Updated: Jul 22
If there is one thing I have learned over the past year, it is that I am not an expert about anything (really) in particular. Now to be clear: I am deeply grateful for my collegiate and graduate studies, and I would like to think I have sufficient skill sets to at least adequately fulfill my job description. Yet “closing” and then “reopening” a nonprofit organization (Church of Our Saviour) during a pandemic has highlighted for me that at a basic human level I am making it all up as I go along, much more often than I am aware.
Perhaps, that is a realization I—and we—could benefit from as our lives return to some sense of normalcy. Over my lifetime, I have been taught consciously and unconsciously that expertise is a commodity to be acquired, owned and even traded. In recent times, if I want to learn about history, I do not need to ask a historian, because I have the internet. With minimal research I can brew my own beer, grow my own vegetables and bake my own bread from my sourdough starter. But in my professional life, I get paid to do a set number of things that individuals without my background and training are not even allowed to attempt, because I am understood to be an expert.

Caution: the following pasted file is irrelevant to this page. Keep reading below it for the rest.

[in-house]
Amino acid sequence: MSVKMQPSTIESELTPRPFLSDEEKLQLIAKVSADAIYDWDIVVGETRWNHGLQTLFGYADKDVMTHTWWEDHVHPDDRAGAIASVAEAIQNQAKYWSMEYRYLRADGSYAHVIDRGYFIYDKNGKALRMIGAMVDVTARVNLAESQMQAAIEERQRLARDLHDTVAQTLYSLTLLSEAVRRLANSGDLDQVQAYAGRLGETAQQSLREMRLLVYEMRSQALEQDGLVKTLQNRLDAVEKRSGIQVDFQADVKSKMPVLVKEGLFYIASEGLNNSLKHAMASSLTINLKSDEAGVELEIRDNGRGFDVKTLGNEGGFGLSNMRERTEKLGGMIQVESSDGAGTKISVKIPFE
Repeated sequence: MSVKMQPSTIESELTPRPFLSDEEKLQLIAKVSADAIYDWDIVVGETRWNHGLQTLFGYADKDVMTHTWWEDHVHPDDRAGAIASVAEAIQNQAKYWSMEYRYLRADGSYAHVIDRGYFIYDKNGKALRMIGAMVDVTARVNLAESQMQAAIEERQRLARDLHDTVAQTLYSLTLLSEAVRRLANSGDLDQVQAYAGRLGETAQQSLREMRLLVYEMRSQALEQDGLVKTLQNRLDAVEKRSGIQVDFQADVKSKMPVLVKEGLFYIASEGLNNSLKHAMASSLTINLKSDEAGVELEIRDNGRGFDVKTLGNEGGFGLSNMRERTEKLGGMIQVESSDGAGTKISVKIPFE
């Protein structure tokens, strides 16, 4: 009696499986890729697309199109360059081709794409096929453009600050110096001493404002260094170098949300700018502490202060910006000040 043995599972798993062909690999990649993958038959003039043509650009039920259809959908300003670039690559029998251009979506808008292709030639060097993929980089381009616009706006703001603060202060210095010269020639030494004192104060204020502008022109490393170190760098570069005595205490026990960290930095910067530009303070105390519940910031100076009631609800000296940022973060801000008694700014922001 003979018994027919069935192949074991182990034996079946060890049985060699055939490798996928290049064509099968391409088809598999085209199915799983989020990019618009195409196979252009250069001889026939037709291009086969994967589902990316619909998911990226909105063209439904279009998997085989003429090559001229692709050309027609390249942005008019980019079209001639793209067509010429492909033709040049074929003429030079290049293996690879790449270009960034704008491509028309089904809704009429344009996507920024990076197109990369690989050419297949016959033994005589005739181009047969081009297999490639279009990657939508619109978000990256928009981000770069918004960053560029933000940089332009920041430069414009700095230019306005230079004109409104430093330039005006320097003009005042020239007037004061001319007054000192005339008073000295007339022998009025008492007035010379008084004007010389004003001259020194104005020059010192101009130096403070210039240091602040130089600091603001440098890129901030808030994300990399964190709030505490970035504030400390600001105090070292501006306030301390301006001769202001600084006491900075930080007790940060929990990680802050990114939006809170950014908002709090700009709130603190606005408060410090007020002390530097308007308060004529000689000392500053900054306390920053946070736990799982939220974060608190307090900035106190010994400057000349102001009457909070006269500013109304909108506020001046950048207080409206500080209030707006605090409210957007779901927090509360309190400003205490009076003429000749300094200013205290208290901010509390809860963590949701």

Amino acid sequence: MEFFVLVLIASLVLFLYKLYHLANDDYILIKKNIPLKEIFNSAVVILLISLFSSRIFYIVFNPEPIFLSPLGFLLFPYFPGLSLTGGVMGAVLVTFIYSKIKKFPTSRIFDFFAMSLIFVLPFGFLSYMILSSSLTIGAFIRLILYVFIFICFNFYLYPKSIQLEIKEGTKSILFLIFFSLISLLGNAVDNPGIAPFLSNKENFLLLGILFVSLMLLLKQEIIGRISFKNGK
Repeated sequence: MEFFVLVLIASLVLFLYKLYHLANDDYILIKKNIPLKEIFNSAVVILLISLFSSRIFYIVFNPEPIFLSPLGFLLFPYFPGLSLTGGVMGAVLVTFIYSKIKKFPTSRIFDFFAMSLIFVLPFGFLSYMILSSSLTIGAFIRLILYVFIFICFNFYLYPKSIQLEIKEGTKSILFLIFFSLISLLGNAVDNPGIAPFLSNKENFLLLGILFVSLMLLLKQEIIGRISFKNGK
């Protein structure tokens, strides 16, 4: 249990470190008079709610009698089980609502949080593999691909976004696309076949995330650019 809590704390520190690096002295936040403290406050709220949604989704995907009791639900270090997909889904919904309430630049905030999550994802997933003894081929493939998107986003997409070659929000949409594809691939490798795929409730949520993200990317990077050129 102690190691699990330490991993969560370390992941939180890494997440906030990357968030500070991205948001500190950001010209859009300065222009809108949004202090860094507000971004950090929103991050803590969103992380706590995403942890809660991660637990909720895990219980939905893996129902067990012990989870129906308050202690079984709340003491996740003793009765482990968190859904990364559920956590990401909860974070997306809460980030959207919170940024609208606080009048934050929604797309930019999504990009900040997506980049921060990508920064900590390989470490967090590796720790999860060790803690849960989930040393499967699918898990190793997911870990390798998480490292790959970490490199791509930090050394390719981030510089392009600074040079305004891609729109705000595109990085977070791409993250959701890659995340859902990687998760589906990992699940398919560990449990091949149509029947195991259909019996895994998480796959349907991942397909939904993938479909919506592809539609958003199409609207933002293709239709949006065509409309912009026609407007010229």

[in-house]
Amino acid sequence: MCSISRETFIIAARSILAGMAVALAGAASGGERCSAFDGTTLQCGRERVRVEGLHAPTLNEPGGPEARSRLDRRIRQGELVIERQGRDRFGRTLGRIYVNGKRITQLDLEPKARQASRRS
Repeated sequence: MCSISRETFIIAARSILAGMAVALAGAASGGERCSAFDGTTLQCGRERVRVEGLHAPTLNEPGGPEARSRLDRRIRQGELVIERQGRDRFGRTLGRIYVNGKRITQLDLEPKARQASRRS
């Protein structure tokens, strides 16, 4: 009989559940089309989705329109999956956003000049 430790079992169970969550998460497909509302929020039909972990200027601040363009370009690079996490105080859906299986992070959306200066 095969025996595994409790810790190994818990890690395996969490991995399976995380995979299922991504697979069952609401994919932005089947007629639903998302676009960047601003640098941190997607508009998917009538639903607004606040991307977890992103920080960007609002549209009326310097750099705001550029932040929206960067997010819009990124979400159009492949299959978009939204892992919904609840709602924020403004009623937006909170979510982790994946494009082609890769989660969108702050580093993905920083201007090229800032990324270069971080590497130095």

For myself, I take effort to ensure that whatever investment I or others have previously made in my receiving expertise is not squandered. Recently, I have thought a lot about the idea of giftedness instead of expertise. We all have giftedness in some area or other. When we think of our giftedness as some sort of expertise, we draw boundaries around that expertise in order to preserve and protect it.
Conversely, when I am able to understand that I am lacking in some gifts but not in others, I’m also more apt to ask for help or to offer assistance. I am also able to understand how interconnected I am to my fellow sister or brother. Perhaps most important, when I do not understand myself to have ownership of a skill set or a corpus of information, the entire experience of sharing sets me free, because I don’t see myself as losing property but rather investing in the people around me: I am investing in relationships. What gifts might you share in your orbit?